MedStar Authors catalog › Details for: Epidemiology of National Collegiate Athletic Association women's lacrosse injuries, 2009-10 through 2014-15.
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Epidemiology of National Collegiate Athletic Association women's lacrosse injuries, 2009-10 through 2014-15.

by Lincoln, Andrew E.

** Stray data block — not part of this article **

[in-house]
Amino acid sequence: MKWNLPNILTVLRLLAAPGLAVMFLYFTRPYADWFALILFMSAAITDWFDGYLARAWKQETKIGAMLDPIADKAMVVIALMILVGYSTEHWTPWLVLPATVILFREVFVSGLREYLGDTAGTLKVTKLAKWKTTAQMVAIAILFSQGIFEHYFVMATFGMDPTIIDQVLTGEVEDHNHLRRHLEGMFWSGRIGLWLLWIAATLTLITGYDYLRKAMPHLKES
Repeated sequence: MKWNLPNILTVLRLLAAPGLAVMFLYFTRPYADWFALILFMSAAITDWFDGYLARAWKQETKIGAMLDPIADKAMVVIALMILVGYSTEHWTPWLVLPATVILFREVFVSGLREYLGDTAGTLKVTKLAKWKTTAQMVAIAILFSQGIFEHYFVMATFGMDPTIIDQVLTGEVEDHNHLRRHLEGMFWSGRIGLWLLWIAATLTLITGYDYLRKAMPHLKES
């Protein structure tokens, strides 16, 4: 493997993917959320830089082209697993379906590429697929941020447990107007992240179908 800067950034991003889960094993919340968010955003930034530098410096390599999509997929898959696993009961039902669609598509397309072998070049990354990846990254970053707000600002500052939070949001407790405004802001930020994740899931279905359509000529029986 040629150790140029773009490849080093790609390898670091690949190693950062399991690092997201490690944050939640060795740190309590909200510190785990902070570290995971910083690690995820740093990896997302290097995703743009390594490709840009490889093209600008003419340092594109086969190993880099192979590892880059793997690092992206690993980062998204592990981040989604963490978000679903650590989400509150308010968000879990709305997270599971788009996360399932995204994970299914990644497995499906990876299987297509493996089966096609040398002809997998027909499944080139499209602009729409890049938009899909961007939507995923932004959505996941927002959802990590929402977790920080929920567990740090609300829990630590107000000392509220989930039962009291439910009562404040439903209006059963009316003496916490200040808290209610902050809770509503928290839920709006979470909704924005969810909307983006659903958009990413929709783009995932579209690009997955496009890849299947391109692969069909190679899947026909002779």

Citation: Journal of Sport Rehabilitation. :1-18, 2017 Jan 17.Journal: Journal of sport rehabilitation.Published: 2017ISSN: 1056-6716.Full author list: Kerr ZY; Lincoln AE; Caswell SV; Klossner DA; Walker N; Dompier TP.UI/PMID: 28095142.Subject(s): IN PROCESS -- NOT YET INDEXEDInstitution(s): MedStar Health Research InstituteActivity type: Journal Article.Medline article type(s): Journal ArticleDigital Object Identifier: https://dx.doi.org/10.1123/jsr.2016-0124 (Click here) Abbreviated citation: J Sport Rehabil. :1-18, 2017 Jan 17; .Abstract: CONTEXT: Participation in collegiate women's lacrosse has increased dramatically, but little recent epidemiological data exists regarding injuries.Abstract: OBJECTIVE: Describe the epidemiology of National Collegiate Athletic Association (NCAA) women's lacrosse injuries during the 2009-10 through 2014-15 academic years.Abstract: SETTING: Aggregate injury and exposure data collected from 40 women's lacrosse programs providing 83 team-seasons of data.Abstract: PATIENTS OR OTHER PARTICIPANTS: Collegiate women's lacrosse student-athletes.Abstract: INTERVENTION: Women's lacrosse data from the NCAA Injury Surveillance Program (ISP) were analyzed.Abstract: MAIN OUTCOME MEASURES: Injury rates; injury rate ratios (IRRs); and injury proportions by body site, diagnosis, and injury mechanismwere reported with 95% confidence intervals (CI). Time loss (TL) injuries resulted in participation restriction time of at least 24 hours. Non-time loss (NTL) injuries resulted in participation restriction time under 24 hours.Abstract: RESULTS: There were 705 TL and NTL women's lacrosse injuries, resulting inan injury rate of 4.93/1,000 athlete-exposures (AEs) (95% CI: 4.57-5.30). The TL and NTL injury rateswere 2.18/1,000 AE (95% CI: 1.93-2.42) and 2.64/1,000 AE (95% CI: 2.37-2.90), respectively. Most injuries were to the lower extremity (competition: 64.4%; practice: 71.2%). Most injuries in competition were sprains (26.0%), contusions (19.6%), and strains (19.2%); most injuries in practice were strains (21.4%), sprains (18.1%), and inflammatory conditions (15.8%). Concussions comprised the highest proportion of head/face injuries (competition: 82.1%; practice: 54.5%). No eye injuries were reported. The highest proportion of injuries were player contact (27.4%) in competitions and non-contact (32.1%) in practices. Contact with the ball and stick comprised 21.5% of competition and 14.0% of practice injuries.Abstract: CONCLUSIONS: The study is the most robust assessment of collegiate women's lacrosse injuries to date, utilizing surveillance data that includes both TL and NTL injuries. Over half of all injuries were NTL; inclusion of such injuries further highlights the breadth of injuries managed by team medical staff.

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